WASHINGTON -- The United States now has evidence that sarin gas was used in the chemical weapons attack against innocent Syrian civilians, Secretary of State John F. Kerry said Sunday. The new evidence adds to the case that the Obama administration will make to Congress for taking military action against Bashar Assad's regime, one that they are confident lawmakers will heed, Kerry said. "I don't believe that my former colleagues in the United States Senate and the House will turn their backs on all of our interests, on the credibility of our country, on the norm with respect to the enforcement of the prohibition against the use of chemical weapons," Kerry said on NBC's "Meet the Press," one of several interviews he was to sit for less than 24 hours after President Obama's surprise decision to seek a congressional vote on a military strike against the Syrian government.
ENTERTAINMENT
August 19, 2013 | By Alan Eyerly
By editing out one key word from an interview, hotshot producer Jerry Dantana (Hamish Linklater) damages ACN's journalistic credibility -- and exposes the cable network to staggering legal expenses -- on “One Step Too Many,” Episode 16 of HBO's “The Newsroom.” Jerry has visions of winning a Peabody Award as he probes Operation Genoa, a Special Forces rescue of two Marines in Pakistan. If a tip Jerry received is true -- that the U.S. sprayed a village with lethal sarin gas -- high-ranking officials could go to prison.
OPINION
June 16, 2013
Re "Anaheim's feeble democracy," Editorial, June 14 Looking at a map of Anaheim, it seems that a reasonable solution to the ongoing political challenges there might be an amicable split of the city. Affluent Anaheim Hills has little in common with largely Latino, working-class west Anaheim or even central Anaheim. Although some may say a split would amount to Anaheim Hills turning its back on the needs of the rest of the city, in fact the remaining core of Anaheim would still have a solid tax base, with Disneyland, the Honda Center and Angel Stadium remaining part of the city.
OPINION
June 16, 2013
Re "U.S. verifies Syria's use of sarin," June 14 Red line? Are you kidding? Why is it less moral for Syrian President Bashar Assad's forces to kill rebels and civilians by asphyxiating them using sarin gas than it is for them to blow off limbs or faces or send bullets into people's torsos? The moral red line was crossed long ago; the sarin red line is about the politics associated with the risks of arming the enemies of our enemy and the risks of involvement in another Mideast war. The debate should always have been about this; instead, it's embroiled in a heated struggle to decide what, if anything, to do about the declared-to-be-crossed red line.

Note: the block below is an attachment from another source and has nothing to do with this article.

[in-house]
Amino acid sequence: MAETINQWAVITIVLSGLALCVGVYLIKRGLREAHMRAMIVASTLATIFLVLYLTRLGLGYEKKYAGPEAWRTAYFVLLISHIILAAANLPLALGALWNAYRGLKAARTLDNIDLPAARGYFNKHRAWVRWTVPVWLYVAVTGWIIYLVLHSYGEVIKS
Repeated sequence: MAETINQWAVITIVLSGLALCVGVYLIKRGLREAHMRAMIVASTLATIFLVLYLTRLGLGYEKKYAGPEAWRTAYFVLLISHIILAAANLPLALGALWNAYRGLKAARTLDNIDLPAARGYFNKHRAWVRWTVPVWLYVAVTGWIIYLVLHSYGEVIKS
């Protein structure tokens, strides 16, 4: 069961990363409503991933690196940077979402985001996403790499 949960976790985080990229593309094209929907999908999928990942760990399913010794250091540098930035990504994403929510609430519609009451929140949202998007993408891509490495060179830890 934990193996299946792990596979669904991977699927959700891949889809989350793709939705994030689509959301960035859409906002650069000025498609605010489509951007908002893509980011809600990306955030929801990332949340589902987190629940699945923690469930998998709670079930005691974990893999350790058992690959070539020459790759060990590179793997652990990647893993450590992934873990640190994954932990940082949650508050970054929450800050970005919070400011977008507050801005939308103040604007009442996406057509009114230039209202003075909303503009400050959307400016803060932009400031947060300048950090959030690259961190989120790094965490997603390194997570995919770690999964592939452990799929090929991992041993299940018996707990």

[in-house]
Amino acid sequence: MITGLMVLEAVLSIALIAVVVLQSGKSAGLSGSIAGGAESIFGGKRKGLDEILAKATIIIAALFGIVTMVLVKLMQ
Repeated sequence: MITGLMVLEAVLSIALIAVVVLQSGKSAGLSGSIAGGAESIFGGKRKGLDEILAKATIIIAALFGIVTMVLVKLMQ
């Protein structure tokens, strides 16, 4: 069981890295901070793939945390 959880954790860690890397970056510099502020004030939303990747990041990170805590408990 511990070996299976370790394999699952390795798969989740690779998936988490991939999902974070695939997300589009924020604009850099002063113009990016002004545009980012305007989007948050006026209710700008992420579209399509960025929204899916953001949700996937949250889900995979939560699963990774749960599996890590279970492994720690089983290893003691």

WORLD
June 13, 2013 | By Paul Richter and Christi Parsons, Los Angeles Times
WASHINGTON - The White House declared Thursday that Syria had crossed a "red line" by using chemical weapons in that country's civil war, and in response, U.S. officials said, President Obama had authorized sending arms to some rebel groups. The arms will be provided to the rebel Supreme Military Council, an official said. The council is the military arm of an umbrella group that represents more moderate factions of the forces arrayed against the government of President Bashar Assad.
WORLD
May 16, 2013 | By Paul Richter, This post has been updated. See the note below for details.
WASHINGTON--President Obama on Thursday ruled out any unilateral U.S action in response to the alleged Syrian use of chemical weapons, further reducing the chance of any forceful response to the crossing of what Obama had described as a “red line.” At a news  conference with Turkish Prime Minister Recep Tayyip Erdogan, the president, responding to a question about how he would react to conclusive evidence that the Assad regime had used such...
WORLD
September 17, 2013 | By Carol J. Williams
With its unsurprising confirmation that chemical weapons have been used in Syria, the United Nations' report Monday that an Aug. 21 attack in the Damascus suburbs involved sarin gas has been met with a consistent global reaction: Now what? The report compiled by U.N. weapons inspectors and presented to the Security Council by Secretary-General Ban Ki-moon provided extensive technical and forensic evidence of bombardment with sarin gas carried by surface-to-surface rockets. Western diplomats and human rights groups were quick to claim that only the government of Syrian President Bashar Assad is known to have rockets of the type retrieved from the attack site and found during laboratory analysis to have traces of sarin.
WORLD
April 26, 2013 | By Paul Richter, Ken Dilanian and David S. Cloud, Los Angeles Times
WASHINGTON - U.S. intelligence agencies unanimously agree that Syrians have been exposed to deadly sarin gas in recent weeks, but they are divided over how certain they can be that the Syrian regime is to blame, U.S. and congressional officials said Friday. As the Obama administration weighs how to respond to the use of poison gas, intelligence officials say they are confident that sophisticated tests of tissue and soil samples and other evidence point to sarin. But reactions in the U.S. intelligence community have varied because of the possibility - however small - that the exposure was accidental or caused by rebel fighters or others outside the Syrian government's control, officials said.
WORLD
April 26, 2013 | By Paul Richter, Ken Dilanian and David S. Cloud, Los Angeles Times
WASHINGTON - U.S. intelligence agencies unanimously agree that Syrians have been exposed to deadly sarin gas in recent weeks, but they are divided over how certain they can be that the Syrian regime is to blame, U.S. and congressional officials said Friday. As the Obama administration weighs how to respond to the use of poison gas, intelligence officials say they are confident that sophisticated tests of tissue and soil samples and other evidence point to sarin. But reactions in the U.S. intelligence community have varied because of the possibility - however small - that the exposure was accidental or caused by rebel fighters or others outside the Syrian government's control, officials said.
WORLD
April 25, 2013 | By David S. Cloud and Shashank Bengali, Los Angeles Times
WASHINGTON - The White House said for the first time that there was evidence Syria had used chemical weapons in its civil war, but administration officials called for a broader United Nations investigation and edged away from declaring Damascus had crossed a "red line" that might trigger U.S. intervention. According to a White House letter to Congress, U.S. intelligence agencies assessed "with varying degrees of confidence" that President Bashar Assad's forces had used small amounts of sarin gas, a deadly nerve agent banned by international treaty.